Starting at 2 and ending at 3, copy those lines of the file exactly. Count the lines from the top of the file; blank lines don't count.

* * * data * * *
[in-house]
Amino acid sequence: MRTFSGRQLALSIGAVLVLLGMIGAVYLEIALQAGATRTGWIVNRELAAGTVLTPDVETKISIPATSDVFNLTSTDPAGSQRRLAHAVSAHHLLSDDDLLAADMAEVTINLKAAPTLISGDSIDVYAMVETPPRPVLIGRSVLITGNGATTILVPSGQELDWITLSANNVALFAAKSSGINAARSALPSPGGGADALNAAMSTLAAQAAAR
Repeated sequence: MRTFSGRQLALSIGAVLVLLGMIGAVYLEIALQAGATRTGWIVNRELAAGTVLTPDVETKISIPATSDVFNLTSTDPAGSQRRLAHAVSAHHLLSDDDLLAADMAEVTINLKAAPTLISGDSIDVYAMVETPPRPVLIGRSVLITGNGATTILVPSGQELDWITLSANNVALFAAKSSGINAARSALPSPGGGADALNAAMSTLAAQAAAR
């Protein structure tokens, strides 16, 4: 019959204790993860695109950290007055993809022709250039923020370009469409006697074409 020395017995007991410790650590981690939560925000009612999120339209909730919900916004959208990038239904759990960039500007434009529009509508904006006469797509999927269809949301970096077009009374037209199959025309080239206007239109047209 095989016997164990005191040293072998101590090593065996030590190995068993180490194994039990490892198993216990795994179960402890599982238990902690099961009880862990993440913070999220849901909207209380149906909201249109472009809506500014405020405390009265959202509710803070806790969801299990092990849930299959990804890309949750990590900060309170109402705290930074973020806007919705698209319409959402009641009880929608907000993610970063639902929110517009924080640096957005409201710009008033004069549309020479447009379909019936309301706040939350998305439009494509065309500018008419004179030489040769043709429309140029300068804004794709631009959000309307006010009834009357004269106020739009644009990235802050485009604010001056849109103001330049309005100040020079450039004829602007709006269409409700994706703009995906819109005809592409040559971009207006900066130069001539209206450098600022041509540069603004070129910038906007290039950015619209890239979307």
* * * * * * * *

Amino acid sequence: MRTFSGRQLALSIGAVLVLLGMIGAVYLEIALQAGATRTGWIVNRELAAGTVLTPDVETKISIPATSDVFNLTSTDPAGSQRRLAHAVSAHHLLSDDDLLAADMAEVTINLKAAPTLISGDSIDVYAMVETPPRPVLIGRSVLITGNGATTILVPSGQELDWITLSANNVALFAAKSSGINAARSALPSPGGGADALNAAMSTLAAQAAAR
Repeated sequence: MRTFSGRQLALSIGAVLVLLGMIGAVYLEIALQAGATRTGWIVNRELAAGTVLTPDVETKISIPATSDVFNLTSTDPAGSQRRLAHAVSAHHLLSDDDLLAADMAEVTINLKAAPTLISGDSIDVYAMVETPPRPVLIGRSVLITGNGATTILVPSGQELDWITLSANNVALFAAKSSGINAARSALPSPGGGADALNAAMSTLAAQAAAR